The Ladies Behind the Lens
If you’ve been following high school and youth sports on Facebook, chances are you’ve been looking at photos by Janice Coffelt and Crystal Salomon, two local southern Humboldt women who took up photography to document their children’s sports and who have blossomed into consistent producers of the kind of images that inspire the saying “a picture is worth a thousand words.”
Janice has been shooting family gatherings as well as her own children for close to 30 years, starting of course, with film. “I’ve always felt comfortable with a camera,” she says. Janice has two grown daughters, who like her son, South Fork junior Scott Coffelt, played multiple sports, giving her lots of practice. She was delighted when digital photography came along and has been shooting digital for about ten years.
Crystal first picked up a camera about 6 years ago when she realized photography would be a great way to be involved in her children’s and nieces activities. “My daughter Regina is very serious about becoming good at sports. My son and nieces are also very involved, so I started learning the games, doing the books, coaching, and trying to capture as many moments as possible with my camera.”
While Janice’s favorite sport to photograph is “whatever my kids are playing at the time,” Crystal favors softball. “The outdoor lighting is better than the indoor lighting of basketball and it’s not quite as fact-paced.” Crystal also knows the sport of softball well and can easily judge when to be where for the best action captures. Janice, a power-hitting gold-glove level shortstop in her own right on local women’s softball teams, can also predict where the action will be based on her athletic background.
What many fans of their photography may not realize is how difficult it is to be a spectator with a camera in your hands. The person behind the lens sees a distorted version of whatever game is being played, unable to truly follow the flow of the contest as they wait for the action to be captured, preserving the athletes’ moments of glory.
Crystal puts it like this: “You need to walk around a lot. You can’t just sit in one spot and enjoy the game like some parents. One challenge for me is I get caught up watching an exciting moment in a game and I totally forget to take the pic.”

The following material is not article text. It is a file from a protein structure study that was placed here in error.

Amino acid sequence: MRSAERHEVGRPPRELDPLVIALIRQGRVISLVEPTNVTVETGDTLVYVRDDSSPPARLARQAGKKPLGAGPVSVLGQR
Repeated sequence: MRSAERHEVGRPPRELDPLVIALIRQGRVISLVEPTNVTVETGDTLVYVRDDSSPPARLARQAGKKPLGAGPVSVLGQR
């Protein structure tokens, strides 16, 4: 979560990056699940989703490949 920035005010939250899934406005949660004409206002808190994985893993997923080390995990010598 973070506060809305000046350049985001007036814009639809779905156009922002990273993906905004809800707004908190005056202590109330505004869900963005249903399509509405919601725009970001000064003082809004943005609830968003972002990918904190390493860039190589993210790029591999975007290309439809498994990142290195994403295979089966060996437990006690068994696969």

Janice says she gets frustrated sometimes, but knows that not only will her own family benefit from the memories she has preserved, but that other families enjoy the fact that she makes a point of getting good images of every player on the team, not just the stars. “I like taking pictures of my kids, but I really like sharing the photos I get of the other players with all the other parents and kids.”
Crystal has found her photography helpful to coaches as well. “I also like to take lots of shots of the pitchers because it helps them with their form when the players and coaches can look at my picture and see how long the stride is or where the arms are positioned.”
Both photographers have spent a lot of time learning their cameras’ tricky settings in order to capture action on a lighted field at night, in a gymnasium, and in the bright outdoor sunlight. Crystal especially likes to fine tune in post-processing. “I spend a lot of time editing my photos also to crop and get color right. I don’t think some people realize how much time good photographers spend editing,” she says.
While Janice loves catching the exciting action in a game, it is the capture of an emotional moment that she ranks as her top photo ever. “It was at the end of a (baseball) game we won last year, just as Scott came off the mound, he was so pumped up,” she recalls, describing the sense the whole team began to feel when they knew the baseball championship was within their grasp. It was right there on Scott’s face, a picture worth a thousand words.
Crystals’ favorite captures are of her daughter and three-sport athlete Regina sliding into a base or of a basketball player catching some air on a lay-up or a jump shot. She has a business called “Crystal Images” and does personal portraits, prom pics, team pics, etc. She likes to shoot landscapes and loves to catch the kids having fun doing water sports outside of school as well.
To budding photographers, Janice advises, “Just do it. Don’t hesitate. I’m still learning all the time, and I love learning new things.” Crystal adds on by saying, “learn your camera and its settings, know which lenses work for which subjects, and get a good editing program.”
As this school year begins to wind down, and despite the fact that spring sports have taken a hit from the rain gods, when you look back over the past seasons of sport, you will find that a truly comprehensive record exists, thanks to these two dedicated and generous moms, putting in the time, sacrificing their own ability to be just a fan.
Crystal says, “I think that life goes by too fast, and when we get old, our memory is not the best, and having photos around can really help bring back the memories for you, and some photos will be around for a very long time and it’s a great way to share your family’s legacy or show what your life was like.”